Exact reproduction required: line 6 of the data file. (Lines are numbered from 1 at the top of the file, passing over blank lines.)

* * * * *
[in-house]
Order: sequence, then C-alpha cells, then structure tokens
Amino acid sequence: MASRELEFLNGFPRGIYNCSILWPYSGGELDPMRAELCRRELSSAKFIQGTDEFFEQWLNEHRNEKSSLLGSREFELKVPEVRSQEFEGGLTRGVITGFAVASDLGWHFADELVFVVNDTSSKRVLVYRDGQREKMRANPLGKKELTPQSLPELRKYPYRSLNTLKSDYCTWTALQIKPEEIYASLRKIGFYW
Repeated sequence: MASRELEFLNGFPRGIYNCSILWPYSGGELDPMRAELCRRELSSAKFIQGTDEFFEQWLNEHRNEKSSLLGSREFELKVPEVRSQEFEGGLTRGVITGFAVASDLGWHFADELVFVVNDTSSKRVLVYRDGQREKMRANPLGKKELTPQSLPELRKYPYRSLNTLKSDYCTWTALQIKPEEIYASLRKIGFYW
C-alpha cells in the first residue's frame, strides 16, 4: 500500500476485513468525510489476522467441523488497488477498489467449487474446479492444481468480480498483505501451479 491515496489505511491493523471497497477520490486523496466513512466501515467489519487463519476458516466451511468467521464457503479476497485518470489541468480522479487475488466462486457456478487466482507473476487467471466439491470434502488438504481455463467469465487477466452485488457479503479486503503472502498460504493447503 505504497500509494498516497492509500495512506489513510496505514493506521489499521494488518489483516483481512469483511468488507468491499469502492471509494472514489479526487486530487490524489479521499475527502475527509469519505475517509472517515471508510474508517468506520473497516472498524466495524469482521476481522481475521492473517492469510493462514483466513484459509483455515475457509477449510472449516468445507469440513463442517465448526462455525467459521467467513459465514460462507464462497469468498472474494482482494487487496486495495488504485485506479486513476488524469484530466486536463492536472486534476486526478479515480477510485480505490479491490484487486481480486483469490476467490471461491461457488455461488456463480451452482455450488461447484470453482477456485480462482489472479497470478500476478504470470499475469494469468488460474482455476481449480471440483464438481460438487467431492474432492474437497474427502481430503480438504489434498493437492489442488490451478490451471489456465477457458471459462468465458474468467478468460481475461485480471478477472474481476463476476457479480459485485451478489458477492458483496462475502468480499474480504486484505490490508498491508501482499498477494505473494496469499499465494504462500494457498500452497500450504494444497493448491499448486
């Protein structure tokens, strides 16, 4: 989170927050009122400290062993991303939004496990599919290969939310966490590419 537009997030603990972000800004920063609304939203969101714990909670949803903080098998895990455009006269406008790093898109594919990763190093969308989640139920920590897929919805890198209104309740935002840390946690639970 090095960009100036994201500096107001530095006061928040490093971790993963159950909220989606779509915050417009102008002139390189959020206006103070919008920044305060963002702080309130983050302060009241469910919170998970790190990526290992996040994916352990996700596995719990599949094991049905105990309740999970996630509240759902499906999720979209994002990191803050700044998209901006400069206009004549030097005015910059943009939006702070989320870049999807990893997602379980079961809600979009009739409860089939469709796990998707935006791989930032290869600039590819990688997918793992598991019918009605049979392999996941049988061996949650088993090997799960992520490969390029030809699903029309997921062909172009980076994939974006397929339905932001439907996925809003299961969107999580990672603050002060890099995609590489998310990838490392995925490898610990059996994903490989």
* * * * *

């Protein structure tokens, strides 16, 4: 989170927050009122400290062993991303939004496990599919290969939310966490590419 537009997030603990972000800004920063609304939203969101714990909670949803903080098998895990455009006269406008790093898109594919990763190093969308989640139920920590897929919805890198209104309740935002840390946690639970 090095960009100036994201500096107001530095006061928040490093971790993963159950909220989606779509915050417009102008002139390189959020206006103070919008920044305060963002702080309130983050302060009241469910919170998970790190990526290992996040994916352990996700596995719990599949094991049905105990309740999970996630509240759902499906999720979209994002990191803050700044998209901006400069206009004549030097005015910059943009939006702070989320870049999807990893997602379980079961809600979009009739409860089939469709796990998707935006791989930032290869600039590819990688997918793992598991019918009605049979392999996941049988061996949650088993090997799960992520490969390029030809699903029309997921062909172009980076994939974006397929339905932001439907996925809003299961969107999580990672603050002060890099995609590489998310990838490392995925490898610990059996994903490989």